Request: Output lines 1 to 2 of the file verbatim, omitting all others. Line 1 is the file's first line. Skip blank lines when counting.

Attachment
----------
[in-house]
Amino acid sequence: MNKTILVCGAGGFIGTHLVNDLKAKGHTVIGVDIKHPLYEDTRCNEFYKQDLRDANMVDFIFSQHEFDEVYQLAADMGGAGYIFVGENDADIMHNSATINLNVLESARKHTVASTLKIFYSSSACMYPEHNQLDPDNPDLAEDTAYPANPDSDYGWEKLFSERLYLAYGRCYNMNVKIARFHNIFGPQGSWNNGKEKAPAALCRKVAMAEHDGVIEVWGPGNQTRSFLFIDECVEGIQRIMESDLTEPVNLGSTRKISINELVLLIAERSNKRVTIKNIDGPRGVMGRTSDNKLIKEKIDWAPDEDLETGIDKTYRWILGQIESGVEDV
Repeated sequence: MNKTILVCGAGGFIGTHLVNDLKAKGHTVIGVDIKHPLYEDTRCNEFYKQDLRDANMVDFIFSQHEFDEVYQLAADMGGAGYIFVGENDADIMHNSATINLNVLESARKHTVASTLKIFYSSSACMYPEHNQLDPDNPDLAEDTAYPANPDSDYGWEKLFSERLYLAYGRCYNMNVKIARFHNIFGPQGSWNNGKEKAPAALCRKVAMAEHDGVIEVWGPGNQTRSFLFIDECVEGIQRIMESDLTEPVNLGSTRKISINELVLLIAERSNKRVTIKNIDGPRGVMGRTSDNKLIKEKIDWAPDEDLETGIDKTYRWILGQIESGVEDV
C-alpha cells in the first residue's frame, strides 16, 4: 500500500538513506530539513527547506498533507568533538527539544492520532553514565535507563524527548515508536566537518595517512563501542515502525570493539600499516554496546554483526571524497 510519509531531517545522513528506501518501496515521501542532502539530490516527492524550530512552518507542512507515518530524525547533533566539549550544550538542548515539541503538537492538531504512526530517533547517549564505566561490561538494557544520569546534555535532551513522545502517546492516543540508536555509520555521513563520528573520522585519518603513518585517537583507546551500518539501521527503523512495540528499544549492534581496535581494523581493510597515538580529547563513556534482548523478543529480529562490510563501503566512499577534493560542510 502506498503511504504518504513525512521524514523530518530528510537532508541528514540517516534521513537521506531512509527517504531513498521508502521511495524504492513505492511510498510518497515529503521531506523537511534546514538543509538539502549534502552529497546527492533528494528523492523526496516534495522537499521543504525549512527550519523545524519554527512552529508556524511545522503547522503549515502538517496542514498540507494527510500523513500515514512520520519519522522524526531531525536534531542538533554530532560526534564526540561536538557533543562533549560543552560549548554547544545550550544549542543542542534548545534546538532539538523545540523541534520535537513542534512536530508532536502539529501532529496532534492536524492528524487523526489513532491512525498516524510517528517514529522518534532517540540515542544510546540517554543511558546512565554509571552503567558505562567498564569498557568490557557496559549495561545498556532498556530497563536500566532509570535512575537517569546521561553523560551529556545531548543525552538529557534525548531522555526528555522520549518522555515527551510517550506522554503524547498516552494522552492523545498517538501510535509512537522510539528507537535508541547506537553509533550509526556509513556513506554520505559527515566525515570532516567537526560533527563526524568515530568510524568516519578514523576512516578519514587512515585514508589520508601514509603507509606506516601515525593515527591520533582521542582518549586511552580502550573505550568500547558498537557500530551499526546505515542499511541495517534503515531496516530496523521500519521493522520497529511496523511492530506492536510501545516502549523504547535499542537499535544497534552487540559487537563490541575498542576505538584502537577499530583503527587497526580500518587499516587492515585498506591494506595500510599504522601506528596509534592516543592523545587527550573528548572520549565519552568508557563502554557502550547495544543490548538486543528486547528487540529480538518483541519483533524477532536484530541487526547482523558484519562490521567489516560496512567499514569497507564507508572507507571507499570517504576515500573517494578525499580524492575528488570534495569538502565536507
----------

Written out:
[in-house]
Amino acid sequence: MNKTILVCGAGGFIGTHLVNDLKAKGHTVIGVDIKHPLYEDTRCNEFYKQDLRDANMVDFIFSQHEFDEVYQLAADMGGAGYIFVGENDADIMHNSATINLNVLESARKHTVASTLKIFYSSSACMYPEHNQLDPDNPDLAEDTAYPANPDSDYGWEKLFSERLYLAYGRCYNMNVKIARFHNIFGPQGSWNNGKEKAPAALCRKVAMAEHDGVIEVWGPGNQTRSFLFIDECVEGIQRIMESDLTEPVNLGSTRKISINELVLLIAERSNKRVTIKNIDGPRGVMGRTSDNKLIKEKIDWAPDEDLETGIDKTYRWILGQIESGVEDV